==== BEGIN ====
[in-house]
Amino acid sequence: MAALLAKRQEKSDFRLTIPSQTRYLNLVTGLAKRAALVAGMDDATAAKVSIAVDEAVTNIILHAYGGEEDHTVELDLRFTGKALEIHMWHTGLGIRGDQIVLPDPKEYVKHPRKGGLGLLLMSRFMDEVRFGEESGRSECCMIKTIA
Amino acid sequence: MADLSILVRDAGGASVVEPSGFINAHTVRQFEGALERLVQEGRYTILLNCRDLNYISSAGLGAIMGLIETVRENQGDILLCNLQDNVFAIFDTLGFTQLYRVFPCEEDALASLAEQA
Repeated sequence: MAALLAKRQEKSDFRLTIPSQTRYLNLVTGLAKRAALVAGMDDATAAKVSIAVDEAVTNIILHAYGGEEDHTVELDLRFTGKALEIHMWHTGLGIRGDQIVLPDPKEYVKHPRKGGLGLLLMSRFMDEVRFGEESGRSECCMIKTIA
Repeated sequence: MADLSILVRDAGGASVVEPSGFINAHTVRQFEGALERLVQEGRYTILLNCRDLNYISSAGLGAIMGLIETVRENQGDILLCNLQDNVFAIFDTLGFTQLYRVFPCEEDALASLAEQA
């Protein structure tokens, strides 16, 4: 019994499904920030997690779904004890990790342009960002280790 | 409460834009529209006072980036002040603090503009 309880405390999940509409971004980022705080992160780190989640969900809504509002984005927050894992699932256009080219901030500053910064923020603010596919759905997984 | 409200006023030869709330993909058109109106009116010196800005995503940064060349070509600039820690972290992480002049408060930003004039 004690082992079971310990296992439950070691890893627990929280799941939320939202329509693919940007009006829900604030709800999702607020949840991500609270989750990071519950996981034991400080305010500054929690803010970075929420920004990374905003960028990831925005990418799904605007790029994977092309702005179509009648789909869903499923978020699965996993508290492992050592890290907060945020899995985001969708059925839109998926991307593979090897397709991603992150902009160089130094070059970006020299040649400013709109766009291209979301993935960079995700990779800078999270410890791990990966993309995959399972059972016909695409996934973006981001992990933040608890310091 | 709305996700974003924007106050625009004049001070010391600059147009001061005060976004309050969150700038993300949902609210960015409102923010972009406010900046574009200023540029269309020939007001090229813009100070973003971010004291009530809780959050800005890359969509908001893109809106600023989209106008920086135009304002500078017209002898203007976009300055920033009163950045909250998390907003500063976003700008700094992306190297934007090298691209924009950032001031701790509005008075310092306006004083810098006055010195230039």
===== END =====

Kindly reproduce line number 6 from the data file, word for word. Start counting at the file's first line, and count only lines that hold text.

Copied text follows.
């Protein structure tokens, strides 16, 4: 019994499904920030997690779904004890990790342009960002280790 | 409460834009529209006072980036002040603090503009 309880405390999940509409971004980022705080992160780190989640969900809504509002984005927050894992699932256009080219901030500053910064923020603010596919759905997984 | 409200006023030869709330993909058109109106009116010196800005995503940064060349070509600039820690972290992480002049408060930003004039 004690082992079971310990296992439950070691890893627990929280799941939320939202329509693919940007009006829900604030709800999702607020949840991500609270989750990071519950996981034991400080305010500054929690803010970075929420920004990374905003960028990831925005990418799904605007790029994977092309702005179509009648789909869903499923978020699965996993508290492992050592890290907060945020899995985001969708059925839109998926991307593979090897397709991603992150902009160089130094070059970006020299040649400013709109766009291209979301993935960079995700990779800078999270410890791990990966993309995959399972059972016909695409996934973006981001992990933040608890310091 | 709305996700974003924007106050625009004049001070010391600059147009001061005060976004309050969150700038993300949902609210960015409102923010972009406010900046574009200023540029269309020939007001090229813009100070973003971010004291009530809780959050800005890359969509908001893109809106600023989209106008920086135009304002500078017209002898203007976009300055920033009163950045909250998390907003500063976003700008700094992306190297934007090298691209924009950032001031701790509005008075310092306006004083810098006055010195230039």